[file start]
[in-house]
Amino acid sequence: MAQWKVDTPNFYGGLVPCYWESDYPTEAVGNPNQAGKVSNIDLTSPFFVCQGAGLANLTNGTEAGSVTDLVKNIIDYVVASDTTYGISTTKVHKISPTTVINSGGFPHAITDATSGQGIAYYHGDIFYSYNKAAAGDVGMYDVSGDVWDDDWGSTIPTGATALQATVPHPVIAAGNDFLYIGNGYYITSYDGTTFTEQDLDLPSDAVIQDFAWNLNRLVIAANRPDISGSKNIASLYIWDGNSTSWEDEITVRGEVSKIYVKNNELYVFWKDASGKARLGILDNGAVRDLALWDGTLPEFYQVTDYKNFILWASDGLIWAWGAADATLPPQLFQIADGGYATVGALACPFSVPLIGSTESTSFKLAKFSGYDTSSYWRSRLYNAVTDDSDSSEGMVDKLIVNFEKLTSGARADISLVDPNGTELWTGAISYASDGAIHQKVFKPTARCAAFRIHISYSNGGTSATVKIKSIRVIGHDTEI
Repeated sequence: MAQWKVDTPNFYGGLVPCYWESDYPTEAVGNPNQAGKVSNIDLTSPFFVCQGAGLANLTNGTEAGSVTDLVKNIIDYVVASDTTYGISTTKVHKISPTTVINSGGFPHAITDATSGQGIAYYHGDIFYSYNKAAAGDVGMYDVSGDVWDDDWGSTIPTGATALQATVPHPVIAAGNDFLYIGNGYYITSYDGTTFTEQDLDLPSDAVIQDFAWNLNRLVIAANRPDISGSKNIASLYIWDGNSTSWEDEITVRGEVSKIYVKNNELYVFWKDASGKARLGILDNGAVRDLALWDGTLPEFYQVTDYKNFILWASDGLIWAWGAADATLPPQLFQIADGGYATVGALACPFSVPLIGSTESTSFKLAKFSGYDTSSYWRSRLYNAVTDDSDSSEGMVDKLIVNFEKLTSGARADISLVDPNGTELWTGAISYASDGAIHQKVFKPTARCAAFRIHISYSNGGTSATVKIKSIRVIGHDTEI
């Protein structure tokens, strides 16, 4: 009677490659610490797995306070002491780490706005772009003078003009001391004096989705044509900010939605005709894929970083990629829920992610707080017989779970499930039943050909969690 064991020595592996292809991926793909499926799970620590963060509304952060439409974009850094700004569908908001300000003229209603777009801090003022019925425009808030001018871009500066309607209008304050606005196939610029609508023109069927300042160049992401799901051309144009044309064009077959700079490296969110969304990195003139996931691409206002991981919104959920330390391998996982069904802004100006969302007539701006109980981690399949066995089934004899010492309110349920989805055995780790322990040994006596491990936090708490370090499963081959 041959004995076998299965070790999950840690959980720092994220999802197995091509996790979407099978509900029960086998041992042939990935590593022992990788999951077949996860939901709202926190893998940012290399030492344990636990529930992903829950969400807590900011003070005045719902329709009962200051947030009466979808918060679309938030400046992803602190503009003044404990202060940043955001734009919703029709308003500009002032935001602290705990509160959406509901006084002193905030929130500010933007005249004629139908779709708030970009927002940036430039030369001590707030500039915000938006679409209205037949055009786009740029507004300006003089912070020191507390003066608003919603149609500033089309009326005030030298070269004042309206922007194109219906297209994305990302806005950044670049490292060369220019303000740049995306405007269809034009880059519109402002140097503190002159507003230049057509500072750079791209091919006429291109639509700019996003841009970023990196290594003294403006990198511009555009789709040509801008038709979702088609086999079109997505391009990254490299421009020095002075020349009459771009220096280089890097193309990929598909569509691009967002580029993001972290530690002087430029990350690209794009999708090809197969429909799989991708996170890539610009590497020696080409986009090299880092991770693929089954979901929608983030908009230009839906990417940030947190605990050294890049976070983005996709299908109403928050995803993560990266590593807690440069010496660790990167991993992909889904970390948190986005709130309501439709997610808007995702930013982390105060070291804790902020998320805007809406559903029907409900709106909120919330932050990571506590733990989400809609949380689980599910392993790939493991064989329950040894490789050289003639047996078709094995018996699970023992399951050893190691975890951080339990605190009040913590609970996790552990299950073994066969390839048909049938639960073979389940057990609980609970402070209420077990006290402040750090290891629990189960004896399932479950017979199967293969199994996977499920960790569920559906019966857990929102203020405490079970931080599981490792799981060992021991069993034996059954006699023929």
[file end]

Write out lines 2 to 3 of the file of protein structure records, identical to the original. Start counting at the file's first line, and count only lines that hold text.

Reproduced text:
Amino acid sequence: MAQWKVDTPNFYGGLVPCYWESDYPTEAVGNPNQAGKVSNIDLTSPFFVCQGAGLANLTNGTEAGSVTDLVKNIIDYVVASDTTYGISTTKVHKISPTTVINSGGFPHAITDATSGQGIAYYHGDIFYSYNKAAAGDVGMYDVSGDVWDDDWGSTIPTGATALQATVPHPVIAAGNDFLYIGNGYYITSYDGTTFTEQDLDLPSDAVIQDFAWNLNRLVIAANRPDISGSKNIASLYIWDGNSTSWEDEITVRGEVSKIYVKNNELYVFWKDASGKARLGILDNGAVRDLALWDGTLPEFYQVTDYKNFILWASDGLIWAWGAADATLPPQLFQIADGGYATVGALACPFSVPLIGSTESTSFKLAKFSGYDTSSYWRSRLYNAVTDDSDSSEGMVDKLIVNFEKLTSGARADISLVDPNGTELWTGAISYASDGAIHQKVFKPTARCAAFRIHISYSNGGTSATVKIKSIRVIGHDTEI
Repeated sequence: MAQWKVDTPNFYGGLVPCYWESDYPTEAVGNPNQAGKVSNIDLTSPFFVCQGAGLANLTNGTEAGSVTDLVKNIIDYVVASDTTYGISTTKVHKISPTTVINSGGFPHAITDATSGQGIAYYHGDIFYSYNKAAAGDVGMYDVSGDVWDDDWGSTIPTGATALQATVPHPVIAAGNDFLYIGNGYYITSYDGTTFTEQDLDLPSDAVIQDFAWNLNRLVIAANRPDISGSKNIASLYIWDGNSTSWEDEITVRGEVSKIYVKNNELYVFWKDASGKARLGILDNGAVRDLALWDGTLPEFYQVTDYKNFILWASDGLIWAWGAADATLPPQLFQIADGGYATVGALACPFSVPLIGSTESTSFKLAKFSGYDTSSYWRSRLYNAVTDDSDSSEGMVDKLIVNFEKLTSGARADISLVDPNGTELWTGAISYASDGAIHQKVFKPTARCAAFRIHISYSNGGTSATVKIKSIRVIGHDTEI